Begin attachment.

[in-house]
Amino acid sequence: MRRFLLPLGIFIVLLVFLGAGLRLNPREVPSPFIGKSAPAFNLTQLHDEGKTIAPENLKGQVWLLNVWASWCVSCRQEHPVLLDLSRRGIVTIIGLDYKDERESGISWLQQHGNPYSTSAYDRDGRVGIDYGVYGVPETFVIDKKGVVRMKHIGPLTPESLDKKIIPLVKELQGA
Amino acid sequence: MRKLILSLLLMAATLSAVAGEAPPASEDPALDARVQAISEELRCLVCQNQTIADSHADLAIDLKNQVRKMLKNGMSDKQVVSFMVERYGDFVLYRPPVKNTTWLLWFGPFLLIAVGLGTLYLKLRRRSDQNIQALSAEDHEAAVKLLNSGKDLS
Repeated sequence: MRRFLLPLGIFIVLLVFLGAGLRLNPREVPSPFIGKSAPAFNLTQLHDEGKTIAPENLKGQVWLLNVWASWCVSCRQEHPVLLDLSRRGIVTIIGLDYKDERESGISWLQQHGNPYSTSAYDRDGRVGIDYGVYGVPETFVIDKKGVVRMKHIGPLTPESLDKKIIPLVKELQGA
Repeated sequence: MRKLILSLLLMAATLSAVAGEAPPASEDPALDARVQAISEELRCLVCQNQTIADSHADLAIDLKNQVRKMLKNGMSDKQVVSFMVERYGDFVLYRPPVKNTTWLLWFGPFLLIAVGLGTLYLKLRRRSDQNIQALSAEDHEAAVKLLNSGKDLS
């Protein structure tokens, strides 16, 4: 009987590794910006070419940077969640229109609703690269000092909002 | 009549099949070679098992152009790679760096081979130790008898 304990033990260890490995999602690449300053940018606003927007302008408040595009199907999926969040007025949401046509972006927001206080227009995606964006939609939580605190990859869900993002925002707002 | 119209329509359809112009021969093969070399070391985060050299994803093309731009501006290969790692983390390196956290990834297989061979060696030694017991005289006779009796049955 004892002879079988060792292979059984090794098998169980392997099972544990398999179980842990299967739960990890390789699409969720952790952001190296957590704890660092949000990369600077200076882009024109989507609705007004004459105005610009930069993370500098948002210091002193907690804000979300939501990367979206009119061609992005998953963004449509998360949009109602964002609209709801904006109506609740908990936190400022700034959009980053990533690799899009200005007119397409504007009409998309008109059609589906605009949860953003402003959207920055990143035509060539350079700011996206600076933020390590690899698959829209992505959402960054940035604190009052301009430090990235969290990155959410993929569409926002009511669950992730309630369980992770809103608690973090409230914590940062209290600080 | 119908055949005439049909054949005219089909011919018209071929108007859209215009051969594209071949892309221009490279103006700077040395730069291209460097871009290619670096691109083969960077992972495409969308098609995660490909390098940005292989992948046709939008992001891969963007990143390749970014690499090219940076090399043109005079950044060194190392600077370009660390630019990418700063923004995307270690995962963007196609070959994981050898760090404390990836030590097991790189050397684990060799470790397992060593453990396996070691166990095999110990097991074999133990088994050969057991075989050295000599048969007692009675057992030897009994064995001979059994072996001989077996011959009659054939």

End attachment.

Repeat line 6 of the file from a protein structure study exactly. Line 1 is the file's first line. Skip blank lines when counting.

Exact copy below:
């Protein structure tokens, strides 16, 4: 009987590794910006070419940077969640229109609703690269000092909002 | 009549099949070679098992152009790679760096081979130790008898 304990033990260890490995999602690449300053940018606003927007302008408040595009199907999926969040007025949401046509972006927001206080227009995606964006939609939580605190990859869900993002925002707002 | 119209329509359809112009021969093969070399070391985060050299994803093309731009501006290969790692983390390196956290990834297989061979060696030694017991005289006779009796049955 004892002879079988060792292979059984090794098998169980392997099972544990398999179980842990299967739960990890390789699409969720952790952001190296957590704890660092949000990369600077200076882009024109989507609705007004004459105005610009930069993370500098948002210091002193907690804000979300939501990367979206009119061609992005998953963004449509998360949009109602964002609209709801904006109506609740908990936190400022700034959009980053990533690799899009200005007119397409504007009409998309008109059609589906605009949860953003402003959207920055990143035509060539350079700011996206600076933020390590690899698959829209992505959402960054940035604190009052301009430090990235969290990155959410993929569409926002009511669950992730309630369980992770809103608690973090409230914590940062209290600080 | 119908055949005439049909054949005219089909011919018209071929108007859209215009051969594209071949892309221009490279103006700077040395730069291209460097871009290619670096691109083969960077992972495409969308098609995660490909390098940005292989992948046709939008992001891969963007990143390749970014690499090219940076090399043109005079950044060194190392600077370009660390630019990418700063923004995307270690995962963007196609070959994981050898760090404390990836030590097991790189050397684990060799470790397992060593453990396996070691166990095999110990097991074999133990088994050969057991075989050295000599048969007692009675057992030897009994064995001979059994072996001989077996011959009659054939």